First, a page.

…”From that day in October on I have tried growing mushrooms, not yet sure for what use. It is a very precise recipe, and each kind of mushroom has its own specifications when it comes to a certain diet and material to grow on. Out of everything I have tried, I only managed to grow the King Oyster on a very big piece of straw and crumbled mycelium from the King Oyster. By cooking the straw for about ten minutes, it becomes more or less sterilized. Then, wearing gloves that are also bacteria-free, I put bits from the King Oyster mycelium in the straw and mix it together. A plastic bag is steamed above the cooking water and then, holding the bag sideways so least bacteria will enter, the bag is filled with the mixture. Afterwards I tape the bag to close it off. The bag is then put it a dark and warm place for awhile.
…..”It was then when I found out there is a species, the Tinder fungus (Fomes fomentarius) that can be made into a kind of leather, being chamois. Especially in Eastern Europe it is still used to make hats and aprons.
Recipes were scarce and most of them had potassium carbonate as the main ingredient. In search of a more natural and traditional recipe, I found a German recipe saying I should use urine, fire ashes and some kind of bark that I was unable to translate. I decided to use clove because of its strong scent instead. After a long search in the forest I found a couple of small Tinder funguses.
Cutting the Tinder fungus was very difficult. After having done so, I put everything together in a pan and let it sit for a month. Everything was grey and soaked when I opened it again, but it did not come out as I had hoped. I though the pieces would be soft and able to be mashed into a bigger piece of ‘fabric’ by hammering them into a shape. Nothing of this was true. So I washed the fungus and let it dry in the sun, hoping I could use it once I find a better recipe.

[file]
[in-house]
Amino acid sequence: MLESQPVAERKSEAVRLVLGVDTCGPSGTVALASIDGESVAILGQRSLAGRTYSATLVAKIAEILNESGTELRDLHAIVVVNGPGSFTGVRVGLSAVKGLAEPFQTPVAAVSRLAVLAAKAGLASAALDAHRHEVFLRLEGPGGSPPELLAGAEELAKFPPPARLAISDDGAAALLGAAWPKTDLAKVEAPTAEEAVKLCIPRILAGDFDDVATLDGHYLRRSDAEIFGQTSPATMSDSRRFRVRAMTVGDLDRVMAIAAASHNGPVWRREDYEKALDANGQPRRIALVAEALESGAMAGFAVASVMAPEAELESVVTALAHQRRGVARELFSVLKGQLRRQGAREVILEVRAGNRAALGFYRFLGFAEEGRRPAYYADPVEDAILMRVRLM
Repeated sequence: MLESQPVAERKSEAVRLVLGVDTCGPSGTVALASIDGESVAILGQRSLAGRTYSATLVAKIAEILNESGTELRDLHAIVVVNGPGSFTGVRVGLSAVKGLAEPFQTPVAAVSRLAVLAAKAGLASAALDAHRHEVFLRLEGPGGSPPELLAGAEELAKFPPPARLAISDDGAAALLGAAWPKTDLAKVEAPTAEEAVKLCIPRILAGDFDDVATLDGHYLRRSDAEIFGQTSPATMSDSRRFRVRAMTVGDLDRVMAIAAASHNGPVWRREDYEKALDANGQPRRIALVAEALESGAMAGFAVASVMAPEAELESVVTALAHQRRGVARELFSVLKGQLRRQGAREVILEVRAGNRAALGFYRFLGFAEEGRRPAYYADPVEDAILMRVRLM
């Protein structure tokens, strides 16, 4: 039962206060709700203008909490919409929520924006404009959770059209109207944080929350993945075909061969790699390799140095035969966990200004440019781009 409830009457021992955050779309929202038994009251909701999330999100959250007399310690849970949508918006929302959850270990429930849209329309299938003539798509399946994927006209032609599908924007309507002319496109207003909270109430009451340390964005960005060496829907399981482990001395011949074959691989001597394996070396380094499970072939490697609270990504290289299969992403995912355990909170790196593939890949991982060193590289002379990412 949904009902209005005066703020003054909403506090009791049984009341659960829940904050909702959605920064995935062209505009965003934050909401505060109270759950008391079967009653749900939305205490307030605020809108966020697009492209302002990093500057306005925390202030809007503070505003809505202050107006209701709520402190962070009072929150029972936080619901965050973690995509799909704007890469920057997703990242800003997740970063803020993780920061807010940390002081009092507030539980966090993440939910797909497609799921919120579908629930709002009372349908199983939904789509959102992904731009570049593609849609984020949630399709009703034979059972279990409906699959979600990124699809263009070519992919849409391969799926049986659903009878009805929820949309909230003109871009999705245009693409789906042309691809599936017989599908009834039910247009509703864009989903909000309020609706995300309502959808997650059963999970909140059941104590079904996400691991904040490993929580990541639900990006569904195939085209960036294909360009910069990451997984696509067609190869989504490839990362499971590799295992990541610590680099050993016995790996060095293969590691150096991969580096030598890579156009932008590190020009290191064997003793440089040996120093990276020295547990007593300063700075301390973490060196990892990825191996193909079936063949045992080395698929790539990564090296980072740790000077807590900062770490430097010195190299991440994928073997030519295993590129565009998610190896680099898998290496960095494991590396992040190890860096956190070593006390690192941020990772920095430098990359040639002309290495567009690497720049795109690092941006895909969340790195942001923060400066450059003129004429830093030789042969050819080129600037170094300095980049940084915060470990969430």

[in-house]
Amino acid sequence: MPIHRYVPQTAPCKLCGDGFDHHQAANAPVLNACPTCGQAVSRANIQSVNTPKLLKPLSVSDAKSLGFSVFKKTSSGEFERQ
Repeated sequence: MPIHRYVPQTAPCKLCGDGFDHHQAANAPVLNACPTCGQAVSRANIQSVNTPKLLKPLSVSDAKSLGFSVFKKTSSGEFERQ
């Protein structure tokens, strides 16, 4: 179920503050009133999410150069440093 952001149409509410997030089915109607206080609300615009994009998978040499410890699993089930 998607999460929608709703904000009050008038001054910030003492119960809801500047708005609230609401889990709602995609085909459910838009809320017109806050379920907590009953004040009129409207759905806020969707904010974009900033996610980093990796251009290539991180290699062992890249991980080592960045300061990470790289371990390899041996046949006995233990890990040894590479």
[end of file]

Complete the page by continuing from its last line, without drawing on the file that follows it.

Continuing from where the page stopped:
Meanwhile, I became interested in tanning fish. …. I researched recipes and tried some of them. One of it was a Alaskan traditional method. Best was to use the urine of a boy infant, but otherwise that of a boy who’s voice had not yet lowered. Not having those available, I decided to collect my own urine again, as I was doing so for the Tinder fungus project anyway. By letting it sit for a few days, the ammonia level would rise.
After this would be the case, I took a bowl. Half of the bowl would be filled with urine, half of it with water. Having cut the !sh in the right shape and having scraped the big chunks of meat off, I put the !sh skins in the mixture. I let them rinse for a few hours. After that, I washed them and scraped the remaining fat and flesh off. Then I laid them in the sun to dry.
….Making precise patterns would become a necessity, while I wanted to keep the design open and decide by handling the material. So I had to find another way to create more possibilities of sewing on and working with the leather. On the internet I found a recipe stating I should make a mixture of half oil and half a bit of egg yolk. I tried to put the fish skins in it. When I washed them, it was very hard to get the egg yolk off and some stayed on the skins. They came out very orange and not flexible and shiny as what was written in the description of the recipe. The skins did not even became softer than without.
I then tried another recipe. First I would cut them, take the meat off and put them in the urine. Then dry them, then rinse them in soap water and then let them dry again. The skins came out wrinkled and felt like paper. By beating them though, I could make them soft and ready for use. The beating process takes rather long, an hour per fish skin, but the fish skins become soft and feel like a ‘real’ fabric.
Now still I am in the process of beating the skins, since I produced more than 80 tanned skins…..Nonetheless I first want to finish the fish skin project. Important is, now I know how the create a proper material to work with, find a use for it.
full report of Eric Peter: http://ericpeter.blogspot.com/2012/05/mycelium.html